Thursday, November 20, 2014

More on the Marriage License Debate

Besides being criticized by me in this space, the proposal that Christian clergy should no longer serve as the State's official witness singing marriage licenses has also elicited other responses from much more prominent figures, whose opinions have much more social standing than mine - among them Andrew Sullivan, on one end of the spectrum, and conservative canon lawyer Edward Peters, on another. As I said earlier, whatever one's political opinion about same-sex marriage, I fail to understand how witnessing legally to the fact that a marriage which the Church recognizes has duly taken place poses a problem of conscience for anyone. And if it does, then the obvious question - as Peters himself has also noted - would be why doesn't it pose a problem for the couple themselves? If a minister thinks it unconscionable for him to sign a state marriage license, why isn't it equally unconscionable for the married couple to do so? 

What is actually at issue is the mistaken (so it seems to me) view that if a priest signs a New York City marriage license form, "then he’s signaling that what New York calls marriage is pretty much the same thing as what the Catholic Church calls marriage." Actually, all he is doing is legally witnessing the indisputable fact that the couple has been properly married in accordance with both ecclesiastical and civil laws. If, in fact, what Reno alleges were actually the case, then every time a priest signs a marriage license then he is ipso facto "signaling" that New York's (and, as far as I know, every other state's) legal arrangement according to which marriages are dissolvable by civil divorce "is pretty much the same thing as what the Catholic Church calls marriage."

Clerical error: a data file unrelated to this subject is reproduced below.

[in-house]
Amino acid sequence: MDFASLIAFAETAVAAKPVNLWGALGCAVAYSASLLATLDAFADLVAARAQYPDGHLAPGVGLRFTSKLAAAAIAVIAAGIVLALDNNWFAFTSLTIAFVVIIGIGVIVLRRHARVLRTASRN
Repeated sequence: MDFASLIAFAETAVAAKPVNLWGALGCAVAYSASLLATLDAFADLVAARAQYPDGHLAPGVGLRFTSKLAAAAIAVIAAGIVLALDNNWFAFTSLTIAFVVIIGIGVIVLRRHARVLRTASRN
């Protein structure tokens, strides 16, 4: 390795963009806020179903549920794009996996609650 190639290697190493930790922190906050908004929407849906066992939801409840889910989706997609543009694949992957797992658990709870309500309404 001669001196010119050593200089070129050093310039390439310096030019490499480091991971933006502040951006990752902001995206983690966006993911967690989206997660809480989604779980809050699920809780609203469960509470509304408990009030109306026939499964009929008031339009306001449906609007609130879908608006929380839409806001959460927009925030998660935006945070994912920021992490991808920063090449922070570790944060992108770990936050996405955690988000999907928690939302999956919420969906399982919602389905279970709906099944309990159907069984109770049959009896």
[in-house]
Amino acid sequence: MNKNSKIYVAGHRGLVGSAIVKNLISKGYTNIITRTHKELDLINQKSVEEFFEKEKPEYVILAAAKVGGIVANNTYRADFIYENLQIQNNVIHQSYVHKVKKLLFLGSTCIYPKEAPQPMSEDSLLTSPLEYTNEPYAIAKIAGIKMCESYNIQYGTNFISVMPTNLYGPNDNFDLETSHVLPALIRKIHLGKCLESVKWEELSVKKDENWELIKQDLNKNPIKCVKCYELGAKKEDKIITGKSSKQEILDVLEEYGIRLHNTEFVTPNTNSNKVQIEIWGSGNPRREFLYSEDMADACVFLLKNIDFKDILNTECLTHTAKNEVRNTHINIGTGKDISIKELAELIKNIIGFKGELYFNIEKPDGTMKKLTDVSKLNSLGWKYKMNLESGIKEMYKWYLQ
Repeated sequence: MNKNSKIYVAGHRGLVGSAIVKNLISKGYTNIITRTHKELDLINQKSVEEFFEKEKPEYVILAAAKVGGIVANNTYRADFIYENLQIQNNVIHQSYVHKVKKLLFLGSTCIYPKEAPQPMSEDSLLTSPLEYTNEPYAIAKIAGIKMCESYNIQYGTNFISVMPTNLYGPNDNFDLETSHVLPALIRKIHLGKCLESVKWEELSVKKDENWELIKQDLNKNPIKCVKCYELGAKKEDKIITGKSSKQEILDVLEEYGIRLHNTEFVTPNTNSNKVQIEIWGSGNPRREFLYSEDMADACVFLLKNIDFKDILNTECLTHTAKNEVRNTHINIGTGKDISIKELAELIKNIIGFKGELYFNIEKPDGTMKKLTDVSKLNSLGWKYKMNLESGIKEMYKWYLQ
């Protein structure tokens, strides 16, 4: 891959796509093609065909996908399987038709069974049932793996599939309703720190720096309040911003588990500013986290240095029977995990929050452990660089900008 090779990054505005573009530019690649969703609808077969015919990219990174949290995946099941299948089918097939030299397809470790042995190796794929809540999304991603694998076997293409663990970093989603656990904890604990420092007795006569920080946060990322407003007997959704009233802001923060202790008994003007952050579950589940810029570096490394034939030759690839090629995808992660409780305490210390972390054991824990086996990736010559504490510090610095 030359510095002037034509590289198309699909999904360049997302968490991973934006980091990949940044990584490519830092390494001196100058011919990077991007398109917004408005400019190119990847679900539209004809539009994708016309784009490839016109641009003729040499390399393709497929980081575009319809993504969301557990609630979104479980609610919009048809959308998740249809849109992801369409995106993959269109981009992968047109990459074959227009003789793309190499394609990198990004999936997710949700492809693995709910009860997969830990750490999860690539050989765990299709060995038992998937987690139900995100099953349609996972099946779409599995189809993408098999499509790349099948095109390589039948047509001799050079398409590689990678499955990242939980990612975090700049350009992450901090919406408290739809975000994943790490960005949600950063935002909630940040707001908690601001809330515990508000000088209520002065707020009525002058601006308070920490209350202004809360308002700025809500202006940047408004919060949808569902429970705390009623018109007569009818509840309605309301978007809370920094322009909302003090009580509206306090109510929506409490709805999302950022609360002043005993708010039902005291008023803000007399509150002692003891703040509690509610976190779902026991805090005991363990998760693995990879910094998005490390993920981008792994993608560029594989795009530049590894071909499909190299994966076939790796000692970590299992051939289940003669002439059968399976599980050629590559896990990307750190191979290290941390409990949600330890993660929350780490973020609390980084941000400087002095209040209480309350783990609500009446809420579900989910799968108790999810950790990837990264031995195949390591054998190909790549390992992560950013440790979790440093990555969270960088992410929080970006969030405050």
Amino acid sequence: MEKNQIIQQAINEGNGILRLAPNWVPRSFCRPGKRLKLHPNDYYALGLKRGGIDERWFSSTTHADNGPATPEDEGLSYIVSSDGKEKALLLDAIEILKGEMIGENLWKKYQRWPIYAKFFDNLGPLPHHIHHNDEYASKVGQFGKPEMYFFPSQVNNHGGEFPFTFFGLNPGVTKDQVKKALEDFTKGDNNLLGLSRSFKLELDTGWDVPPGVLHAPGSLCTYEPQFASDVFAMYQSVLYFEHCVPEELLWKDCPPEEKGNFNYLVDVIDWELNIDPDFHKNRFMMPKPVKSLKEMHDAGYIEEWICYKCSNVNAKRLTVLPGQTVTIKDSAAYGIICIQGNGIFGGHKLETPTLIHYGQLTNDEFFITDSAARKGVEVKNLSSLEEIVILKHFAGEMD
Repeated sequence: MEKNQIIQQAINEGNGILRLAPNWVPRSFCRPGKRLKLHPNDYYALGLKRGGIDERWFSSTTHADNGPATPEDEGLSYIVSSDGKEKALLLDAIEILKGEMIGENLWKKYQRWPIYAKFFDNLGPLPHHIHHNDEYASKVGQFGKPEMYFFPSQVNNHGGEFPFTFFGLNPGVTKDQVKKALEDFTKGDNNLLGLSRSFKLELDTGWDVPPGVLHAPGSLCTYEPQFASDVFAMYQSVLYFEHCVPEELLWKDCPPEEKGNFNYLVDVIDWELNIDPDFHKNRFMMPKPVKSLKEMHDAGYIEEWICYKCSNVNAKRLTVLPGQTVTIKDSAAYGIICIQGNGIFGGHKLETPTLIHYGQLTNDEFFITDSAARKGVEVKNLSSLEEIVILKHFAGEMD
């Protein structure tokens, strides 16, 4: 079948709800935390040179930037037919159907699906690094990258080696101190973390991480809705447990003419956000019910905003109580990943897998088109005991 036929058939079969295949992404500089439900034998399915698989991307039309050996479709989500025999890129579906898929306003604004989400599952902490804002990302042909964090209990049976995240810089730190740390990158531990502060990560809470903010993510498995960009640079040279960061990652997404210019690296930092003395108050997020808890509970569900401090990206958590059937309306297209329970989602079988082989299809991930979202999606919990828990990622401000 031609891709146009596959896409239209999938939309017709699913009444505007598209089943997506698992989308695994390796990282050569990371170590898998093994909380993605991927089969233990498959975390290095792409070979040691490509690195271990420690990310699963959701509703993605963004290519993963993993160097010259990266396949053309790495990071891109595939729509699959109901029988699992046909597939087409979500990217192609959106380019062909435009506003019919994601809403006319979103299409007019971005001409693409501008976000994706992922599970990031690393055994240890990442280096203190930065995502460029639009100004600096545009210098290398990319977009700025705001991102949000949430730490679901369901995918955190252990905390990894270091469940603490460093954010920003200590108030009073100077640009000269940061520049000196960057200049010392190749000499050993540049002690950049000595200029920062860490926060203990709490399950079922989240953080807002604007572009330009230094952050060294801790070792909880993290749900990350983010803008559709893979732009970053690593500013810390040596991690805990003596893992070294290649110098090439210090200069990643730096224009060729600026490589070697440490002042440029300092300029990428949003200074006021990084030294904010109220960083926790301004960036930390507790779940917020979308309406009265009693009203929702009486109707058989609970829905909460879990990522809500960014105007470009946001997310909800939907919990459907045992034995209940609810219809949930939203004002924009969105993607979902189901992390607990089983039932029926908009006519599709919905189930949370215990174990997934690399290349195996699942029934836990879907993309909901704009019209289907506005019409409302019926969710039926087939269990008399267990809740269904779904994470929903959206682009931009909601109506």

I understand that same-sex marriage is something radically new in human history. Even so - as an instance of civilly sanctioned forms of marriage that contradict "what the Catholic Church calls marriage" - it joins an already populated club that includes re-marriage after divorce, priests and religious vowed to celibacy getting civilly married, polygamy, etc. While the first is widely practiced legally in the U.S., and the second certainly happens on occasion, polygamy is no longer legal here, but it is elsewhere in the world. And, if, let us suppose, the US Supreme Court had not ruled as it did in Reynolds v. US in 1878 and if, say, Utah law allowed polygamy, would it therefore be wrong for a Catholic priest to sign a Utah marriage license witnessing that a monogamous couple had contracted a Catholic marriage in Utah?

One doesn't have to believe in or support or advocate for same-sex marriage to ask the obvious question, namely what is it about gay people attempting marriage that makes it so much more apocalyptic to some people than those other situations do and that seems to warrant such an extreme response?

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